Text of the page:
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Antimicrobial activity of bacteriocin-like inhibitory substance produced by Pediococcus pentosaceus: from shake flasks to bioreactor
- de Azevedo, Pamela Oliveira de Souza, Converti, Attilio, Gierus, Martin, Oliveira, Ricardo Pinheiro de Souza
- Molecular biology reports 2019 v.46 no.1 pp. 461-469
- Listeria innocua, Listeria seeligeri, Pediococcus pentosaceus, agar, antimicrobial properties, bacteriocins, bioreactors, culture flasks, food industry, food pathogens, lactic acid bacteria, liquids, peptides, peptones, spoilage bacteria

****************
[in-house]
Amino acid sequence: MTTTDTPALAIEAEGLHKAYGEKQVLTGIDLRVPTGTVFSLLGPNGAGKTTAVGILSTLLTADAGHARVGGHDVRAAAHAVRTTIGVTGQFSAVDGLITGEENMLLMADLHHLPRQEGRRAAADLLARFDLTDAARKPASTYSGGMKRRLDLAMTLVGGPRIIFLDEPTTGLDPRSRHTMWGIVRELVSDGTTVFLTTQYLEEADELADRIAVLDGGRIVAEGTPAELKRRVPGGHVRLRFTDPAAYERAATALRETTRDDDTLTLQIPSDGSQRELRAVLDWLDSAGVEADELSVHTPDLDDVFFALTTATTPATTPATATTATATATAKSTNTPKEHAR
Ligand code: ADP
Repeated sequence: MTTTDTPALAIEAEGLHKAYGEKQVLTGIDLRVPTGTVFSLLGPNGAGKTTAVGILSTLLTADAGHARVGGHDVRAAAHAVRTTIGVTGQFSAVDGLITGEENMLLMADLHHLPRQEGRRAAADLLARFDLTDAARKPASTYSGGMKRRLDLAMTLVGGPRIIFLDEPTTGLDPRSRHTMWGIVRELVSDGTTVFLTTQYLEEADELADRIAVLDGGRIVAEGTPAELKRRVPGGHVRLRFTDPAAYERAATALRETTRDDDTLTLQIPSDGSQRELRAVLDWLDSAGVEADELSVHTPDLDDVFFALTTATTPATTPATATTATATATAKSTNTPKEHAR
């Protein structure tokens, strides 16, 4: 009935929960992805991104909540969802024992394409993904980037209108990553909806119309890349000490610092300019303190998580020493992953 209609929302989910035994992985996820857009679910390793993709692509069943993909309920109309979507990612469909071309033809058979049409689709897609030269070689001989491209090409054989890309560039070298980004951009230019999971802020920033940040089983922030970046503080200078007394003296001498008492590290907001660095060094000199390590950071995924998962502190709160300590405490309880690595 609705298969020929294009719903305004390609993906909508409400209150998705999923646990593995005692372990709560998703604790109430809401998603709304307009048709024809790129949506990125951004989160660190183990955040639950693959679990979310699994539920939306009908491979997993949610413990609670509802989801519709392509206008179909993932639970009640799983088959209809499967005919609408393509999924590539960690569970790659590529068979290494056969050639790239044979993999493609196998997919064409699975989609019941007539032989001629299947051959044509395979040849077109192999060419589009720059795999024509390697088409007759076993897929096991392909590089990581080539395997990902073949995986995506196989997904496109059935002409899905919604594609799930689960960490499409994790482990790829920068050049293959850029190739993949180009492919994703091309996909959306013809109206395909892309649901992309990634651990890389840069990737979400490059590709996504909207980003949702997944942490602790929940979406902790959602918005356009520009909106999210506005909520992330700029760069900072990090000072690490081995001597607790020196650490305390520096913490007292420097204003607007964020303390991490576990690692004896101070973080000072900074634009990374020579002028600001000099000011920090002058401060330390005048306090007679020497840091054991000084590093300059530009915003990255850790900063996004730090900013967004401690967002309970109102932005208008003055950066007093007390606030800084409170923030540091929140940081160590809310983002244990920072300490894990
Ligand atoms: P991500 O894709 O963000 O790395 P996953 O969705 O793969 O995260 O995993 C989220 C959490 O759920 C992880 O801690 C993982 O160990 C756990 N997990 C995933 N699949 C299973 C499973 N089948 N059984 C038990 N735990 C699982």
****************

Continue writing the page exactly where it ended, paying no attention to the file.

- Bacteriocins are peptides produced by various species of bacteria, especially lactic acid bacteria (LAB), which have a large spectrum of action against spoilage bacteria and foodborne pathogens. However, when not entirely characterized, they are alternatively called bacteriocin-like inhibitory substances (BLIS). Pediococcus pentosaceus ATCC 43200 grew and produced BLIS optimally when cultivated anaerobically in bioreactor for 24 h at 30 °C and 200 rpm in De Man, Rogosa and Sharp (MRS) medium supplemented with 1.5% peptone. Under such optimal conditions, the cell mass concentration (3.41 g/L) was 66% higher, the generation time (1.28 h) 38% shorter and the BLIS activity against different indicator strains significantly higher than in MRS medium without any supplement taken as a control, and the exponential phase started 4 h before. The agar diffusion method showed BLIS inhibition halos against LAB strains with diameter in the range 11.0–19.5 mm and specific areas between 377.1 and 2654.6 mm²/mL, while BLIS activity against Listeria strains was better quantified by the liquid medium assay that showed, for the fermented broth without any dilution, 100 and 50% inhibition of Listeria innocua and Listeria seeligeri growth, respectively. These results highlight the potential of P. pentosaceus BLIS as a natural antimicrobial for application in the food industry.